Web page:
Recently I was updating a support tool that displays documents
in raw form and allows editing of them. This tool is centred
TreeView, and the
Text property of each
is a concatenation of a name and one or more values.
The problem with this approach is if you wish to allow the nodes to be edited using the built in functionality you're in trouble as by default you can't actually influence the text that appears in the in-line editor. In other applications of a similar nature I used owner-drawn trees as I was using different styles for the name and the value. In this case, I just wanted the standard look.
Ideally, you'd expect that by hooking into the
event (or overriding
OnBeforeLabelEdit) then you could
NodeLabelEditEventArgs.Label property. Except
this property is read only.
Scratch that then. What about setting the
property to something else in this event, then resetting it
afterwards? Nope, doesn't work either.
Therefore, using just the managed code of the
not possible to do what we want. Lets get slightly outside the
black box with a little Win32 API. We'll get the handle of the
edit control the
TreeView is using and directly set it's
In order to manipulate the edit control, we first need to get a
handle to it. We can do this succinctly by overriding
OnBeforeLabelEdit (or hooking the
although the former is preferable) and using the
Now that we have a handle, we can painlessly use
change the text of the edit control
If you were hooking into the
BeforeLabelEdit event, then you
can just have your own logic in that event to determine the text
to apply. If however you're overriding
OnBeforeEdit in order
to make a nice reusable component, you need another way of
allowing implementers to specify the value. For this, I added a
new event to the control.
NodeRequestTextEventArgs class is essentially a clone of
NodeLabelEditEventArgs except with a writeable
property. I also decided to allow you to cancel the node edit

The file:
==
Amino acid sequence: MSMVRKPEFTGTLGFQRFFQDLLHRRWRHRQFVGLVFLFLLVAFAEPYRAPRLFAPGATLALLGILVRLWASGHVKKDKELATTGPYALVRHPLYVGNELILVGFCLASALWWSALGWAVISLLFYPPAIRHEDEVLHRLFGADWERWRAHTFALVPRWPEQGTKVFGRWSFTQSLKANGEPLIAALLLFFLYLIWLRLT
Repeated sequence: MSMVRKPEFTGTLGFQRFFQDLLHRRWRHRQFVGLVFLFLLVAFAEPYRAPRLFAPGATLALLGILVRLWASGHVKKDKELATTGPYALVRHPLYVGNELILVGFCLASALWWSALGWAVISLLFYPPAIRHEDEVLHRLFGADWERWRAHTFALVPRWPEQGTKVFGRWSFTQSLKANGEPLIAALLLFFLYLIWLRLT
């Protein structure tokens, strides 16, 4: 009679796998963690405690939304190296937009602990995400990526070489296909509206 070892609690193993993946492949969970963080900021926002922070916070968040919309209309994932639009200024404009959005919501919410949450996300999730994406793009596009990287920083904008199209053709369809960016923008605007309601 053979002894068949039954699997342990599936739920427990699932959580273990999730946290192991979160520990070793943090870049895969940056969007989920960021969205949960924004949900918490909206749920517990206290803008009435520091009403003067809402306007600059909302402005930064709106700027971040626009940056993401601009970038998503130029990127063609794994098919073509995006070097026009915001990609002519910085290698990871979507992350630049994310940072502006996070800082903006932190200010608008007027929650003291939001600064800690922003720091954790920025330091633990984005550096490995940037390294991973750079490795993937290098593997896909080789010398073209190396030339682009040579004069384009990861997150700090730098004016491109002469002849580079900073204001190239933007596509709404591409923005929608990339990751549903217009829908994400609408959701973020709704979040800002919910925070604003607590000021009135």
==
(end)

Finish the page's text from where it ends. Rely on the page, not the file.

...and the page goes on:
from this event, so that implementers don't have to hook both
events unless necessary.
Our final version now looks like this:
And an sample usage scenario from the demo application:
In this example, we are setting the edit text to be the value of
Name property, regardless of whatever its
After the conclusion of the label editing, the node's text will be set to the new label, and therefore we need to tinker that logic to allow the implementer to specify the new value text.
You could just hook the
AfterLabelEdit event and have your
custom logic in there (remembering to cancel the default edit),
as shown here:
However, I didn't want to be having to do this type of code each
time I implemented this sort of behaviour in an application.
Rather than get fancy with subclassed
TreeNode classes, I
choose to add a sister event for
RequestDisplayText and then handle this automatically. This is
the only aspect of this article that feels "smelly" to me -
ideally it would be nice if the control could handle this for
you without having to ask for more information. But, this should
do for the time being.
And an example of use:
The demonstration shows both of these approaches - the
TreeViewEx control favours the
RequestDisplayText event, and
TreeViewExNotify control leaves it entirely to the
implementer to deal with.
And that's it. I've seen some implementations of this sort of
functionality in various places across the internet, and some of
them are pretty awful, having to override all sorts of methods,
store and restore various states. The above solution is pretty
simple and works regardless of if you are calling
TreeNode.BeginEdit or using the "click and hover" approach on
In addition, it's trivially easy to expand this to support validation as well, I'll cover that in the next article.
I originally tried two different approaches to modifying the
value, both of these involved capturing the
notification. The first approach used a
NativeWindow bound to
TreeView control's parent watching for the
message. The second approach did the same thing, but used MFC's
Message Reflection via
WM_REFLECT to intercept the
notification message on the tree view itself. Both of these
solutions worked, and yet were still overkill as overriding
OnBeforeLabelEdit is sufficient.
Although I'm not going to describe that approach here as it'll
just clutter the article, I did include an implementation of the
WM_REFLECT solution in the demonstration project as I think it
is a neat technique and potentially useful for other
- 2013-10-28 - First published
- 2020-11-21 - Updated formatting
Like what you're reading? Perhaps you like to buy us a coffee?
- Extending the LabelEdit functionality of a TreeView to include validation
- Specifying custom text when using the LabelEdit functionality of a TreeView